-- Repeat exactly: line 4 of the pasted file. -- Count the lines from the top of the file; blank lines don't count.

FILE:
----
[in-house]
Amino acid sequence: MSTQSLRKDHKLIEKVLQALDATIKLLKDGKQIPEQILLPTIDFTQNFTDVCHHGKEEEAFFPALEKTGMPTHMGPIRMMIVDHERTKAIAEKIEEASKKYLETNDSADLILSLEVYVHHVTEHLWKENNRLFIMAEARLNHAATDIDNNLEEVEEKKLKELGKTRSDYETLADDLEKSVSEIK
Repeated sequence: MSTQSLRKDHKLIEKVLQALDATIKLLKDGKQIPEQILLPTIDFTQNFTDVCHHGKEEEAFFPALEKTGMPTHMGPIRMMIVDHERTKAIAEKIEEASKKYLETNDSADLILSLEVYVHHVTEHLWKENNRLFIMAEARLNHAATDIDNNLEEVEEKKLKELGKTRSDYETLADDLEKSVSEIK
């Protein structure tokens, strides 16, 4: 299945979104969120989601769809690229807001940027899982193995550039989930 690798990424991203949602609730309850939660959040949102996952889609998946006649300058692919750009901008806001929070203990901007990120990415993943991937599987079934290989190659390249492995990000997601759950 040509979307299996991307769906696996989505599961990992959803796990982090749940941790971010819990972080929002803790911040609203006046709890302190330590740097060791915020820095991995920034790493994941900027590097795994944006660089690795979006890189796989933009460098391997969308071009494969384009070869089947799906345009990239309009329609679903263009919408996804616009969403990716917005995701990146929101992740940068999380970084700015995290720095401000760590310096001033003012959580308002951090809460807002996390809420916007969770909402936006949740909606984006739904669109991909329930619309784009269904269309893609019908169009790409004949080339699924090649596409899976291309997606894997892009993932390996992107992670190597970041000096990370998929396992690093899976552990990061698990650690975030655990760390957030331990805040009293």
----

């Protein structure tokens, strides 16, 4: 299945979104969120989601769809690229807001940027899982193995550039989930 690798990424991203949602609730309850939660959040949102996952889609998946006649300058692919750009901008806001929070203990901007990120990415993943991937599987079934290989190659390249492995990000997601759950 040509979307299996991307769906696996989505599961990992959803796990982090749940941790971010819990972080929002803790911040609203006046709890302190330590740097060791915020820095991995920034790493994941900027590097795994944006660089690795979006890189796989933009460098391997969308071009494969384009070869089947799906345009990239309009329609679903263009919408996804616009969403990716917005995701990146929101992740940068999380970084700015995290720095401000760590310096001033003012959580308002951090809460807002996390809420916007969770909402936006949740909606984006739904669109991909329930619309784009269904269309893609019908169009790409004949080339699924090649596409899976291309997606894997892009993932390996992107992670190597970041000096990370998929396992690093899976552990990061698990650690975030655990760390957030331990805040009293």